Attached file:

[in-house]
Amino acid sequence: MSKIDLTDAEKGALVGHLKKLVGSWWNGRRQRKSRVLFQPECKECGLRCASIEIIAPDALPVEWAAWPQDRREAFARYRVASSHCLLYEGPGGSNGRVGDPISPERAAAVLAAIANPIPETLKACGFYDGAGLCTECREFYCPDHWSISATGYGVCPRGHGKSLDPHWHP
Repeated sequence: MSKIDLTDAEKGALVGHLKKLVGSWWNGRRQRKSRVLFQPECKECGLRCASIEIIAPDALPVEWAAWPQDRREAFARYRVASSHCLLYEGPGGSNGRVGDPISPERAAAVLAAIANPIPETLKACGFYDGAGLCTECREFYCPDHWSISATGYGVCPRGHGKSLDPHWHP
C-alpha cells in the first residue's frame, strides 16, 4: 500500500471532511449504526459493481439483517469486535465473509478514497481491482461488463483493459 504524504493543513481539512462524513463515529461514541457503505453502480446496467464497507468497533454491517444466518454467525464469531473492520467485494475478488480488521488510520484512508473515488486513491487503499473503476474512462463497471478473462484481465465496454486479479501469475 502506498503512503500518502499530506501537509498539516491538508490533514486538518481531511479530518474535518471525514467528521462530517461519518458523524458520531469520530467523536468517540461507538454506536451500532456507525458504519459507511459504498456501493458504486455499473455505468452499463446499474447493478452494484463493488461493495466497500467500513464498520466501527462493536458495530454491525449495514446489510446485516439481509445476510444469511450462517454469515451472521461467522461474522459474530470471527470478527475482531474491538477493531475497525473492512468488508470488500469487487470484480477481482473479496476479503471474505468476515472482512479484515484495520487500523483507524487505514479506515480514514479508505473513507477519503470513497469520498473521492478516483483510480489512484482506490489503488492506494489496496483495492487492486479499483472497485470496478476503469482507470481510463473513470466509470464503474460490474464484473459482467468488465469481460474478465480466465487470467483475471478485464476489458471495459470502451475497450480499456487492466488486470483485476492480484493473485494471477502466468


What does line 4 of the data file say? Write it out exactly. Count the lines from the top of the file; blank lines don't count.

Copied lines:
C-alpha cells in the first residue's frame, strides 16, 4: 500500500471532511449504526459493481439483517469486535465473509478514497481491482461488463483493459 504524504493543513481539512462524513463515529461514541457503505453502480446496467464497507468497533454491517444466518454467525464469531473492520467485494475478488480488521488510520484512508473515488486513491487503499473503476474512462463497471478473462484481465465496454486479479501469475 502506498503512503500518502499530506501537509498539516491538508490533514486538518481531511479530518474535518471525514467528521462530517461519518458523524458520531469520530467523536468517540461507538454506536451500532456507525458504519459507511459504498456501493458504486455499473455505468452499463446499474447493478452494484463493488461493495466497500467500513464498520466501527462493536458495530454491525449495514446489510446485516439481509445476510444469511450462517454469515451472521461467522461474522459474530470471527470478527475482531474491538477493531475497525473492512468488508470488500469487487470484480477481482473479496476479503471474505468476515472482512479484515484495520487500523483507524487505514479506515480514514479508505473513507477519503470513497469520498473521492478516483483510480489512484482506490489503488492506494489496496483495492487492486479499483472497485470496478476503469482507470481510463473513470466509470464503474460490474464484473459482467468488465469481460474478465480466465487470467483475471478485464476489458471495459470502451475497450480499456487492466488486470483485476492480484493473485494471477502466468